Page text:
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Sunday, June 8, 2008

The Schism’s Shadow Falls on the First President

Any Mason with a reasonable knowledge of the Craft will be familiar with the fact that George Washington, the First President of the United States, was a Freemason. The same studious Mason will also be fully aware of the schism that existed between the Ancient, or Antient, and the Modern Masons for many decades in the late 1700s and early 1800s. Some events that surrounded President Washington, occurring decades after he became a Freemason, give a clear indication as to the deepness of that divide between the Ancients and the Moderns.

A brief description of the how the schism between the Ancients and the Moderns developed may be in order. The Athol Grand Lodge, or Grand Lodge of Ancient Masons, had formed in England several decades after the formation of the Grand Lodge of England, which dates to 1717. The Grand Lodge of England and the Athol Grand Lodge were often bitter rivals and the Athols described the Grand Lodge of England as “Modern Masons.” This was meant to be a derogatory term, in that the Athols felt themselves to be “Ancient” and, therefore, more in line with the old traditions, rituals, and teachings of Freemasonry. In 1813, these two Grand Lodges eventually united to form the current United Grand Lodge of Ancient Free and Accepted Masons of England, but not before the rivalry had spread to the American Colonies and, thus, to the new United States of America. Having their roots in York, England, the Ancients are often referred to as York Masons or Ancient York Masons. It is important to note that the York Masons and the Modern Masons did not recognize each other and both parties looked to the other as innovators and invaders.

It is known that Washington was initiated into Freemasonry on November 4th, 1752, in the Lodge at Fredericksburg, Virginia, and he became a Master Mason in that same Lodge on August 4th of the next year. The early history of Freemasonry in Virginia is murky, at best, and it appears that there were no less than five Grand Jurisdictions that had chartered Lodges in that territory by 1777. It was in that year that a movement began to form a Grand Lodge of Virginia and this effort culminated in the creation of the Grand Lodge of Ancient, Free & Accepted Masons of Virginia on October 30th, 1778. Washington’s home Lodge was part of the convention that gave birth to this new Grand Lodge. But what type of Grand Lodge was it? Was it Ancient or Modern?

It is inferred in Albert G. Mackey’s History of Freemasonry, that the first Grand Master of the new Grand Lodge of Virginia, John Blair, was an Ancient York Mason and one can extrapolate that his new Grand Lodge was of the same character. As will be seen further in this article, Mackey asserts that George Washington himself was an Ancient York Mason. Let us now turn to some events in South Carolina that surrounded President Washington in order to truly visualize the width of the division that existed between the Ancients and the Moderns.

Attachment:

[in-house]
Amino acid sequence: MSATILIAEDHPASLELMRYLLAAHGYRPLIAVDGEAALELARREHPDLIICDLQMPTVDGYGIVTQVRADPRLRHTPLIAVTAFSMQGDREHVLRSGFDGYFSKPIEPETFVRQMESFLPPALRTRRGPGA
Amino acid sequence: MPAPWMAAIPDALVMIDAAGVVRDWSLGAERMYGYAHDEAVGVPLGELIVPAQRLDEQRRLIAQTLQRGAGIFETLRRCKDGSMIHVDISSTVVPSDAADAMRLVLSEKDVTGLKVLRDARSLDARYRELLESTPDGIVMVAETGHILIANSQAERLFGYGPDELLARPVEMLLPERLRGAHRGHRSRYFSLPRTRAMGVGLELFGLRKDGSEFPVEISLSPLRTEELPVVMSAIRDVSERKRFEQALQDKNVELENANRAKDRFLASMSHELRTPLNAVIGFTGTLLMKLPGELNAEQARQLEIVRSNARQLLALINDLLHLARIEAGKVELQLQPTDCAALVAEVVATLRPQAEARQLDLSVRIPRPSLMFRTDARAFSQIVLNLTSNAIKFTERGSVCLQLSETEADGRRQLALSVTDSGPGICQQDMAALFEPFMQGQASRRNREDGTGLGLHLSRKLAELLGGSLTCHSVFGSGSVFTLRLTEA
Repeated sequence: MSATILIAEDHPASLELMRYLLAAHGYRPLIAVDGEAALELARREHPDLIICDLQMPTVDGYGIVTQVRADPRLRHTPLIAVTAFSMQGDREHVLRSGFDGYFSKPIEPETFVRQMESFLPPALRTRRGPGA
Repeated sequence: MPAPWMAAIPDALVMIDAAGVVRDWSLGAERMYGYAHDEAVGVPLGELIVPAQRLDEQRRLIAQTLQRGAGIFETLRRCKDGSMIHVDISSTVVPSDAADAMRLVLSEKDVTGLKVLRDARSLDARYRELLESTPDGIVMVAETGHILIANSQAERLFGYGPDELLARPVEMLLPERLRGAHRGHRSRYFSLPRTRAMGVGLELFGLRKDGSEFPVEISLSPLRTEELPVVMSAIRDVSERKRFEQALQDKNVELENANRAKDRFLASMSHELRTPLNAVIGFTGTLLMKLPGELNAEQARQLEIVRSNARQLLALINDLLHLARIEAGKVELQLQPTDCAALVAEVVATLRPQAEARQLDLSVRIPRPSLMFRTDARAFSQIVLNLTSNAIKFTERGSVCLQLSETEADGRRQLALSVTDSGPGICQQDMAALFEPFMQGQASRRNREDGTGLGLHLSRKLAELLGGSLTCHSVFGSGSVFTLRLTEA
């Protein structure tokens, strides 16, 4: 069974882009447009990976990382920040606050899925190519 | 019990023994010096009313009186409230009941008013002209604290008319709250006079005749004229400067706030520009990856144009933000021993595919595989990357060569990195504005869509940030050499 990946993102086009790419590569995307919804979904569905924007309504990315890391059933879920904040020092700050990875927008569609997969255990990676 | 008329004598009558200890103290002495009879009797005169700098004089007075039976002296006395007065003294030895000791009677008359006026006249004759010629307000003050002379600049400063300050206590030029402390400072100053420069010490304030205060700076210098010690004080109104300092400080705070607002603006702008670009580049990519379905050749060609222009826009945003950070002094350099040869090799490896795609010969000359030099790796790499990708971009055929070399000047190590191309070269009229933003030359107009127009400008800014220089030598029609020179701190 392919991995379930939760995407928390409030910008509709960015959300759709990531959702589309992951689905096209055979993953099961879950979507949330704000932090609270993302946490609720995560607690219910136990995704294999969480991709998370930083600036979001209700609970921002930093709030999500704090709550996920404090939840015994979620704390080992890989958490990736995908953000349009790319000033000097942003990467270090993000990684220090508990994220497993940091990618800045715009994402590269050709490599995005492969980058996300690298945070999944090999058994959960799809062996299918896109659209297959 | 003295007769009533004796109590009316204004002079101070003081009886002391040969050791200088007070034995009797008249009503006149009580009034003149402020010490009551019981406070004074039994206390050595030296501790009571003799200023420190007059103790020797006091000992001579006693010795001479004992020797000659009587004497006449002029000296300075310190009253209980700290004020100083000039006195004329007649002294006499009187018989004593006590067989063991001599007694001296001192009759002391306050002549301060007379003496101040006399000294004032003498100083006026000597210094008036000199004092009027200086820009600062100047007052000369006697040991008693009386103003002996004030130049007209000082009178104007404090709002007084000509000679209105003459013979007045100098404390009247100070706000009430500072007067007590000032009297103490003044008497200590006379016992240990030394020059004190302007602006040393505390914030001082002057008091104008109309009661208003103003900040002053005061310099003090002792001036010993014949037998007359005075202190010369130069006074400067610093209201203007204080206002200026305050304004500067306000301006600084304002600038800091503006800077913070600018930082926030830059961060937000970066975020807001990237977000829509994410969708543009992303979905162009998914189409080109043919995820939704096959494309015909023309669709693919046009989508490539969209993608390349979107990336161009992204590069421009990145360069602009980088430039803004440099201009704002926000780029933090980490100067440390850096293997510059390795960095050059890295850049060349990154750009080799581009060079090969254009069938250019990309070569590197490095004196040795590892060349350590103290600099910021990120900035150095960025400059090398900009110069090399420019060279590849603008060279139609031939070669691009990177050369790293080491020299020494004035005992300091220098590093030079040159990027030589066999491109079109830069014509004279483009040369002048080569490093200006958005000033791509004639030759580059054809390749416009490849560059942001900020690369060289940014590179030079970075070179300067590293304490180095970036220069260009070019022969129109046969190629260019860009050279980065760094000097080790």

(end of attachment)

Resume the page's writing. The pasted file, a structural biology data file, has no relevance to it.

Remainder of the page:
Two years after being sworn in as the first President of the United States of America, Washington began a tour of the Southern States of the new Union. This created much excitement in the South, especially since Washington had never travelled to that part of the country, and this excitement spilled over into the Masonic Fraternity. At this time in South Carolina, the division between the Ancients and the Moderns was alive and well and there existed two Grand Lodges, namely the Grand Lodge of Ancient York Masons of South Carolina and the Grand Lodge of Free and Accepted Masons of South Carolina. Neither body recognized the other as true Masons nor would they undertake the process of mending the schism in South Carolina for another sixteen years.

On May 2nd, 1791 and on the occasion of Washington’s arrival in South Carolina, General Mordecai Gist, Grand Master of the Ancient York Masons of South Carolina, addressed the President in a most respectful, congratulatory, Masonic, and heartfelt manner on behalf of his Grand Lodge. Washington responded to the Grand Lodge of Ancient York Masons in similar fashion. The Grand Lodge of Free and Accepted Masons of South Carolina offered no such address, though it was certainly in proximity to have been able to do so.